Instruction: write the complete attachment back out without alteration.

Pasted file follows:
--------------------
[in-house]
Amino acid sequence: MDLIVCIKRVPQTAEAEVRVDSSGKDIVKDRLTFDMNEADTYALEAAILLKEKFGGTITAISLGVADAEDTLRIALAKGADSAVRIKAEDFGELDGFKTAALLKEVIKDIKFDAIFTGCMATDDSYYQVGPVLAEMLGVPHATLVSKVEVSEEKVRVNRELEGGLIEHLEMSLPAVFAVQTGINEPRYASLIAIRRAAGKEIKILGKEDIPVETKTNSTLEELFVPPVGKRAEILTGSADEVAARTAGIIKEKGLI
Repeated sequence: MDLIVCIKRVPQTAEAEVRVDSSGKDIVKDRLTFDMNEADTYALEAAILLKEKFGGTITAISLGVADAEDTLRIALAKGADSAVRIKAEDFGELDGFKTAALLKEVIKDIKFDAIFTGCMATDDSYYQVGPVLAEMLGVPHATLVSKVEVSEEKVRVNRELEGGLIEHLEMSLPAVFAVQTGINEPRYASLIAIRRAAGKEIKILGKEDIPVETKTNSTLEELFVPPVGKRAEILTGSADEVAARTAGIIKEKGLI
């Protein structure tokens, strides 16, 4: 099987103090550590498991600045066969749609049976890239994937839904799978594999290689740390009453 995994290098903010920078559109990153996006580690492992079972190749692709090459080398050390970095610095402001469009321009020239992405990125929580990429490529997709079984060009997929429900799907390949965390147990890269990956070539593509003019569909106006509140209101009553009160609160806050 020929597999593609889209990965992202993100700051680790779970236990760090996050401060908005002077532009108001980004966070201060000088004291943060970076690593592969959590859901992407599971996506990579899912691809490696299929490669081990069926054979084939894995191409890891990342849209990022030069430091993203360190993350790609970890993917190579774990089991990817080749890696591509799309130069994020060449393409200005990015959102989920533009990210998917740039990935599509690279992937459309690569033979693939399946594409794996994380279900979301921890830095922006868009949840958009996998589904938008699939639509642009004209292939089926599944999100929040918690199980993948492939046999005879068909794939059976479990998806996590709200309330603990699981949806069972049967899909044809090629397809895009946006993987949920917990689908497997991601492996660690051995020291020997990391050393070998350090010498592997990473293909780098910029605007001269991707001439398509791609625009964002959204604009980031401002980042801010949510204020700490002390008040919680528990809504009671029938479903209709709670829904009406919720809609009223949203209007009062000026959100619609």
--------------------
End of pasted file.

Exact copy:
[in-house]
Amino acid sequence: MDLIVCIKRVPQTAEAEVRVDSSGKDIVKDRLTFDMNEADTYALEAAILLKEKFGGTITAISLGVADAEDTLRIALAKGADSAVRIKAEDFGELDGFKTAALLKEVIKDIKFDAIFTGCMATDDSYYQVGPVLAEMLGVPHATLVSKVEVSEEKVRVNRELEGGLIEHLEMSLPAVFAVQTGINEPRYASLIAIRRAAGKEIKILGKEDIPVETKTNSTLEELFVPPVGKRAEILTGSADEVAARTAGIIKEKGLI
Repeated sequence: MDLIVCIKRVPQTAEAEVRVDSSGKDIVKDRLTFDMNEADTYALEAAILLKEKFGGTITAISLGVADAEDTLRIALAKGADSAVRIKAEDFGELDGFKTAALLKEVIKDIKFDAIFTGCMATDDSYYQVGPVLAEMLGVPHATLVSKVEVSEEKVRVNRELEGGLIEHLEMSLPAVFAVQTGINEPRYASLIAIRRAAGKEIKILGKEDIPVETKTNSTLEELFVPPVGKRAEILTGSADEVAARTAGIIKEKGLI
């Protein structure tokens, strides 16, 4: 099987103090550590498991600045066969749609049976890239994937839904799978594999290689740390009453 995994290098903010920078559109990153996006580690492992079972190749692709090459080398050390970095610095402001469009321009020239992405990125929580990429490529997709079984060009997929429900799907390949965390147990890269990956070539593509003019569909106006509140209101009553009160609160806050 020929597999593609889209990965992202993100700051680790779970236990760090996050401060908005002077532009108001980004966070201060000088004291943060970076690593592969959590859901992407599971996506990579899912691809490696299929490669081990069926054979084939894995191409890891990342849209990022030069430091993203360190993350790609970890993917190579774990089991990817080749890696591509799309130069994020060449393409200005990015959102989920533009990210998917740039990935599509690279992937459309690569033979693939399946594409794996994380279900979301921890830095922006868009949840958009996998589904938008699939639509642009004209292939089926599944999100929040918690199980993948492939046999005879068909794939059976479990998806996590709200309330603990699981949806069972049967899909044809090629397809895009946006993987949920917990689908497997991601492996660690051995020291020997990391050393070998350090010498592997990473293909780098910029605007001269991707001439398509791609625009964002959204604009980031401002980042801010949510204020700490002390008040919680528990809504009671029938479903209709709670829904009406919720809609009223949203209007009062000026959100619609």